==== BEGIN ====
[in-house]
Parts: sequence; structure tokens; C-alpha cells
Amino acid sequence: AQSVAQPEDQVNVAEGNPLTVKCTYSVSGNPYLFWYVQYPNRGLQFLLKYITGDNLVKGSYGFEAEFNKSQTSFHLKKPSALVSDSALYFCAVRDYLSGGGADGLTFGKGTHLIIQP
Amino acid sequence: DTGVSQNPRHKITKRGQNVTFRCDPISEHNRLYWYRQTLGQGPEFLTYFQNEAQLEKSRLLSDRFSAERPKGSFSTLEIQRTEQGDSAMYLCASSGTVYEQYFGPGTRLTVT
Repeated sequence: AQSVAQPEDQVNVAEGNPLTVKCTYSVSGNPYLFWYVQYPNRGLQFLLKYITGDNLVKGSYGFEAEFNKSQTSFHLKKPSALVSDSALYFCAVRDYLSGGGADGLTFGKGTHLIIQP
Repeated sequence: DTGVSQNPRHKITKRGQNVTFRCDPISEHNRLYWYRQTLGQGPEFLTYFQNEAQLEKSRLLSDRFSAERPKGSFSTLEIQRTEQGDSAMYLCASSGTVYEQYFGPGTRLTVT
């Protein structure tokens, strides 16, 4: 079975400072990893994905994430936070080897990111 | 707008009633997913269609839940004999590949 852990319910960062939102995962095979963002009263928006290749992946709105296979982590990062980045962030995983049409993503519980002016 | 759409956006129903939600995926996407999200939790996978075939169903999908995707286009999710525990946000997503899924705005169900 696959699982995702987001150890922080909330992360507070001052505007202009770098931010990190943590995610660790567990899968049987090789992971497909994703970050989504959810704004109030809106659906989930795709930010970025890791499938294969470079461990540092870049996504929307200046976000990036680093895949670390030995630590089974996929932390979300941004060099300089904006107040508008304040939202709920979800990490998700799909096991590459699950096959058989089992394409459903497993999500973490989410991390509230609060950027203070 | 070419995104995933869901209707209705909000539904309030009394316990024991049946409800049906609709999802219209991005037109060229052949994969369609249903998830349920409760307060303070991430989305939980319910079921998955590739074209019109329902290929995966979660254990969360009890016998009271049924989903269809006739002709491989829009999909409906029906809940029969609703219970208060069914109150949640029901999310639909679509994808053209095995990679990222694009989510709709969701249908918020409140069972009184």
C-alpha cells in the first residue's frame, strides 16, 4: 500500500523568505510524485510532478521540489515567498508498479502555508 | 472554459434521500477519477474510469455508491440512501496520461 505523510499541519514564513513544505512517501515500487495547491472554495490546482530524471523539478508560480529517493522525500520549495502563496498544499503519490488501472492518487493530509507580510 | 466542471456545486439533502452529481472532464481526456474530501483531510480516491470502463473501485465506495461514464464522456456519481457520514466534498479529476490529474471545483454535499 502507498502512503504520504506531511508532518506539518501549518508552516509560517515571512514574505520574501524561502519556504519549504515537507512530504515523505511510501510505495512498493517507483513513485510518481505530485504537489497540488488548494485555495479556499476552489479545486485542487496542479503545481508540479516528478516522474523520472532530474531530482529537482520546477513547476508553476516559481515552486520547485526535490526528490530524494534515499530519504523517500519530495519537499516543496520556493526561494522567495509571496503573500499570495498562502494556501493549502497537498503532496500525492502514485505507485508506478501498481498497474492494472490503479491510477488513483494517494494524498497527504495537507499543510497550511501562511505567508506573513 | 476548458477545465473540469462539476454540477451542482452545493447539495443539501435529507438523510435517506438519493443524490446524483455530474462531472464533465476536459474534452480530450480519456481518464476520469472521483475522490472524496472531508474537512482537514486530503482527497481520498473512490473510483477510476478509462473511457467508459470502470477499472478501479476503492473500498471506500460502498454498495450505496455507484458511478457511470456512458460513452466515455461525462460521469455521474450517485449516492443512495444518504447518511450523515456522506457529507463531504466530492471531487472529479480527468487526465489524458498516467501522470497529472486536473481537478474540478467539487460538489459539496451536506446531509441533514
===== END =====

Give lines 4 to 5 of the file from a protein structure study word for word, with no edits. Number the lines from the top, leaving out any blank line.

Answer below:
Amino acid sequence: DTGVSQNPRHKITKRGQNVTFRCDPISEHNRLYWYRQTLGQGPEFLTYFQNEAQLEKSRLLSDRFSAERPKGSFSTLEIQRTEQGDSAMYLCASSGTVYEQYFGPGTRLTVT
Repeated sequence: AQSVAQPEDQVNVAEGNPLTVKCTYSVSGNPYLFWYVQYPNRGLQFLLKYITGDNLVKGSYGFEAEFNKSQTSFHLKKPSALVSDSALYFCAVRDYLSGGGADGLTFGKGTHLIIQP